21 Facts About Athenian democracy


Athenian democracy developed around the 6th century BC in the Greek city-state of Athens, comprising the city of Athens and the surrounding territory of Attica.

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The Athenian institutions were later revived, but how close they were to a real democracy is debatable.

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In 561 BC, the nascent Athenian democracy was overthrown by the tyrant Peisistratos but was reinstated after the expulsion of his son, Hippias, in 510.

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Athenian democracy did this by making the traditional tribes politically irrelevant and instituting ten new tribes, each made up of about three trittyes, each consisting of several demes (further subdivisions).

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The title of "Athenian democracy" was given to free residents deeming them citizens and granted them special privileges and protections over other residents in the city who were considered "non-citizens".

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Some Athenian citizens were far more active than others, but the vast numbers required for the system to work testify to a breadth of direct participation among those eligible that greatly surpassed any present-day democracy.

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Athenian democracy citizens had to be descended from citizens; after the reforms of Pericles and Cimon in 450 BC, only those descended from two Athenian democracy parents could claim citizenship.

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In terms of intelligence, Athenian democracy men believed that women were less intelligent than men and therefore, similarly to barbarians and slaves of the time, were considered to be incapable of effectively participating and contributing to public discourse on political issues and affairs.

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Greek Athenian democracy created at Athens was direct, rather than representative: any adult male citizen over the age of 20 could take part, and it was a duty to do so.

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The officials of the Athenian democracy were in part elected by the Assembly and in large part chosen by lottery in a process called sortition.

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Although, voters under Athenian democracy were allowed the same opportunity to voice their opinion and to sway the discussion, they were not always successful, and, often, the minority was forced to vote in favor of a motion that they did not agree with.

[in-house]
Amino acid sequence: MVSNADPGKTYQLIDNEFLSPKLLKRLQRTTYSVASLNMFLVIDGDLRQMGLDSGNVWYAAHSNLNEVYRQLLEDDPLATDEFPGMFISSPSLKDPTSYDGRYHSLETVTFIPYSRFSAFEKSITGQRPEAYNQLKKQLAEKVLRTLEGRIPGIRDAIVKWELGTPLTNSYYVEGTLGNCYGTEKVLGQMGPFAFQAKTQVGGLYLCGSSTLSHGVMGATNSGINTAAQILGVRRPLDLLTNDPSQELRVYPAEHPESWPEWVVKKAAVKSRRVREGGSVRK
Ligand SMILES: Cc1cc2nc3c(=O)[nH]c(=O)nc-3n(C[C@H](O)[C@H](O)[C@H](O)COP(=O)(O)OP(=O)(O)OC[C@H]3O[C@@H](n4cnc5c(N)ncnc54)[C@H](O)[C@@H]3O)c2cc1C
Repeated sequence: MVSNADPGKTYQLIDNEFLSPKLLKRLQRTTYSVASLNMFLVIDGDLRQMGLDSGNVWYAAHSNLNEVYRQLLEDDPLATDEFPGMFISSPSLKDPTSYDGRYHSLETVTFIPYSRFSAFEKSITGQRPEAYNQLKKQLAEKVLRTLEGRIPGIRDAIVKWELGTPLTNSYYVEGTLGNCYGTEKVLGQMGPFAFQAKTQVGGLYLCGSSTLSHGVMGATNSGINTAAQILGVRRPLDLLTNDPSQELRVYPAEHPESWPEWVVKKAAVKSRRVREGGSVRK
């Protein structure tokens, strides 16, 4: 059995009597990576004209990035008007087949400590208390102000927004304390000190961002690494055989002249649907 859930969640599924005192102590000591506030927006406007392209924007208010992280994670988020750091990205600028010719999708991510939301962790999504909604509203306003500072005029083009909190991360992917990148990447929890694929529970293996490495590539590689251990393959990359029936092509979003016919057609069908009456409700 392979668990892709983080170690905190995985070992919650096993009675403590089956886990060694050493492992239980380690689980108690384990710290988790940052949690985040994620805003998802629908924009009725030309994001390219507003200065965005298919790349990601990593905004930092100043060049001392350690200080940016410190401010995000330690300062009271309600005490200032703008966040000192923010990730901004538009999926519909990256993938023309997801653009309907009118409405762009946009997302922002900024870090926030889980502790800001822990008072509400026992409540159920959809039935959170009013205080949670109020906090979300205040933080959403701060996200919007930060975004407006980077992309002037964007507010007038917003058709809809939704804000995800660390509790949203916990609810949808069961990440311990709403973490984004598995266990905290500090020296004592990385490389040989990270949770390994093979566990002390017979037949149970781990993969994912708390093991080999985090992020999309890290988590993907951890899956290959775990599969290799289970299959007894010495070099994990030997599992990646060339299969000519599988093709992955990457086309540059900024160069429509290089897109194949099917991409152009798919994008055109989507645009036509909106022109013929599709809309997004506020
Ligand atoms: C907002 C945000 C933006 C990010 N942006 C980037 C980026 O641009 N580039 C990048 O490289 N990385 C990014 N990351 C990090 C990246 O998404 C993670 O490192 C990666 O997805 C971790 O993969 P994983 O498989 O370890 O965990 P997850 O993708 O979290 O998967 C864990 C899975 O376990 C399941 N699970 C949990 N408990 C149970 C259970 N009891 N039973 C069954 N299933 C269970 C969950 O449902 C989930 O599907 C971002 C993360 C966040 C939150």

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Part of the ethos of Athenian democracy, rather, was the building of general competence by ongoing involvement.

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Representativeness of the Athenian offices selected by lot was mathematically examined by Andranik Tangian, who confirmed the validity of this method of appointment, as well as the ineffectiveness of democracy during times of political instability.

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Athenian democracy's officeholding was rather an expression and a result of the influence he wielded.

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Ancient Greek critics of Athenian democracy include Thucydides the general and historian, Aristophanes the playwright, Plato the pupil of Socrates, Aristotle the pupil of Plato, and a writer known as the Old Oligarch.

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One downside to this change was that the new Athenian democracy was less capable of responding quickly in times where quick, decisive action was needed.

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At times the imperialist Athenian democracy acted with extreme brutality, as in the decision to execute the entire male population of Melos and sell off its women and children simply for refusing to become subjects of Athens.

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Greek philosopher and activist Takis Fotopoulos has argued that "the final failure, of Athenian democracy was not due, as it is usually asserted by its critics, to the innate contradictions of democracy itself but, on the contrary, to the fact that the Athenian democracy never matured to become an inclusive democracy.

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George Grote claimed in his History of Greece that "Athenian democracy was neither the tyranny of the poor, nor the rule of the mob".

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Athenian democracy argued that only by giving every citizen the vote would people ensure that the state would be run in the general interest.

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Later, and until the end of World War Il, Athenian democracy became dissociated from its ancient frame of reference.

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